As these were "general function" claims, the next phase will be to assess specific claims made and submitted by manufacturers such as Yakult and Danone about specific strains of probiotic bacteria. A spokesperson for Yakult said: "Yakult has submitted claims for Lactobacillus casei Shirota, a well characterised probiotic strain unique to Yakult. Evidence for its health benefit is based on over 70 human studies and over 70 years of research."
Incidentally, and for a bit of fun, you can generate your own probiotic culture name by following the link below and inserting your last name. Enjoy!

Saturday, October 3, 2009

Spider vs. Conker -Opinion

Personally, I'm not particularly frightened of spiders. Despite having seen the film Arachnophobia and despite the popular dislike of our eight-legged friends, they've never particularly bothered me. Moths on the other hand, now they're frightening! I can't quite put my finger on the reason. Perhaps its their erratic flying manner. I always feel they could fly into my face at any time. The way they fly directly into light bulbs bothers me too.
Despite my views that science needs to turn its attention towards this moth problem, it's interesting to see that in Britain, the Royal Society of Chemistry has issued an open call for proof that spiders are deterred from entering a house by the humble horse chestnut of all things.
The RSC is offering £300 to anyone who can come up with hard evidence to back up this old-wives tale with photographic or video evidence.
A quick browse of the web, to use a pun which has been much used and abused by the tabloids covering the story, shows that while a lot of people claim the conker works in warding off spiders, many posters are more suspicious with no direct evidence available.
That a plant source for an anti-spider compound could exist is not beyond the realms of possibilty. Many of our most useful pesticides and medicines were originally derived from plants. In fact, the field of ethnobotany exists to examine such old-wives tales and see if plants in use by indiginous peoples around the world might be a source of useful chemicals and drugs. The cardiac drug Digoxin, for example, was first isolated from the foxglove plant and is now used to treat heartbeat abnormalities. As a further example, nicotine derived from tobacco plants can be used to kill off aphids and other sucking insects in the glasshouse. For a plant that gets so much (deserved) bad press, this is a good news story for tobacco.
Its nice to see the general public being encouraged to conduct scientific experiments and to submit their results to the RSC. There's no reason why anybody couldn't set up a very simple experiment here using horse chestnuts found all over the countryside at this time of the year and some spiders rounded up from around the house and garden. It would also be a very interesting BT young scientist project for students. It could earn them some pocket money too!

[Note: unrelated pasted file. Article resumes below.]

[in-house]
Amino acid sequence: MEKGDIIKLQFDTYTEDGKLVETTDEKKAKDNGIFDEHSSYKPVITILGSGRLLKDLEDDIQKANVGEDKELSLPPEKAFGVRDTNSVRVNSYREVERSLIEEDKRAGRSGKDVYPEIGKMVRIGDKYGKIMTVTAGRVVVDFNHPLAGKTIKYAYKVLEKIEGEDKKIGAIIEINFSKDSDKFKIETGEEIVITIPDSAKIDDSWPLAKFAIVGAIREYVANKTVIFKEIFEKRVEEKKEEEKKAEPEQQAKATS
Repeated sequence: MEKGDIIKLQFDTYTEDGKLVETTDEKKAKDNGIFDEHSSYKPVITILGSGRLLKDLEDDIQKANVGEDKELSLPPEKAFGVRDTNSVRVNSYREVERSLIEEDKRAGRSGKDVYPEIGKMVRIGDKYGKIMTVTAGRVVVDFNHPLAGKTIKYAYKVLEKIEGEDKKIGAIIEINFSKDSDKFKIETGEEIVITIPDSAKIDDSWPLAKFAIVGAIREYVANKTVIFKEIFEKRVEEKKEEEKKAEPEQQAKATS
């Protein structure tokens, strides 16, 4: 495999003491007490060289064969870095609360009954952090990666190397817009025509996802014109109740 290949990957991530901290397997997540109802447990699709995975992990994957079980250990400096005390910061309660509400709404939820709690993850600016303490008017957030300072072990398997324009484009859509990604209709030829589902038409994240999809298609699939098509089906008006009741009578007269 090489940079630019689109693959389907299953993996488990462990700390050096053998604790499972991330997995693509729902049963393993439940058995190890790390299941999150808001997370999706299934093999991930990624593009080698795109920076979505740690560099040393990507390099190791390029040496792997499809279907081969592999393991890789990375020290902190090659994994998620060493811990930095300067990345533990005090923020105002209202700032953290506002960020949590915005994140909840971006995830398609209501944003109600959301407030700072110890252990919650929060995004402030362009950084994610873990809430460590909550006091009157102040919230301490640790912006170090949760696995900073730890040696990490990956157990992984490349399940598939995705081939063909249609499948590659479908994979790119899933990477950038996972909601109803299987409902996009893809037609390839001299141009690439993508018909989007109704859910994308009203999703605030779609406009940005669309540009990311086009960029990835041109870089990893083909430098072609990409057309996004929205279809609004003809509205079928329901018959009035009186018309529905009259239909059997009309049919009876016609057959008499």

The challenge was set by the
Royal Society of Chemistry.

Wednesday, September 30, 2009

Irish business could learn a thing or two from Darwin - Opinion

What should have been a very run-of-the-mill press launch last week for the Tanaiste has been somewhat overshadowed by a decidedly dodgy grasp of scientific history. Maybe it was a slip of the tongue on Mary Coughlan’s fault, and perhaps I’m cruel to bring it up again, but the second in command of Ireland Inc. really should know better.

The Tanaiste was addressing a bunch of entrepreneurs to promote the IDA’s campaign to market Ireland oversees when she made the monumental blooper of suggesting that it was Albert Einstein and not Charles Darwin who had come up with the theory of evolution. This is despite the fact that the last year has been a celebration of all things Darwin- with his 200th birthday and the 150th anniversary of the publication of his most well known of works ‘On the Origin of Species’ being celebrated throughout the country and the world.

Undoubtedly, the Tanaiste should have known better, especially as she was speaking to a group of entrepreneurs who would, I imagine (and hope), place good science and scientific research pretty high up on their agenda when it comes to developing new ideas to get us out of our current economic doom and gloom. Ms. Coughlan was, in fact, alluding to that great catch-all term ‘survival of the fittest’ when she put her foot in it. However, on this point too she has made the very common error of giving Darwin the credit for this term. The term itself was actually coined by Herbert Spencer, a 19th century philosopher who, after reading Darwin’s most famous work, was able to see much overlap between the biologist’s theories on evolution and his own theories on economics. Where Spencer would use the term ‘survival of the fittest’, Darwin preferred the term ‘natural selection’. It is by natural selection, that traits which improve an organism’s ability to survive and reproduce become more common in a given population over many generations. For example, if a random change in the genetic information of a plant leads to larger flowers, which in turn lead to greater pollination by insects, this trait will tend to become more common in a population since more plants inheriting this trait will be produced.

Darwin did eventually use the term ‘survival of the fittest’ but not until the later editions of his work where he qualified it, using the word “fittest” to mean “better adapted for immediate, local environment” rather than “in the best physical shape”.

Perhaps the same could be said for Irish entrepreneurs. Those who will survive this current period of recession will be the best adapted to meet the economic and social challenges that we are presented with right here, right now and not necessarily the larger companies who for the last decade have been seen as being in ‘the best physical shape’. Irish business could learn a thing or two from Darwin.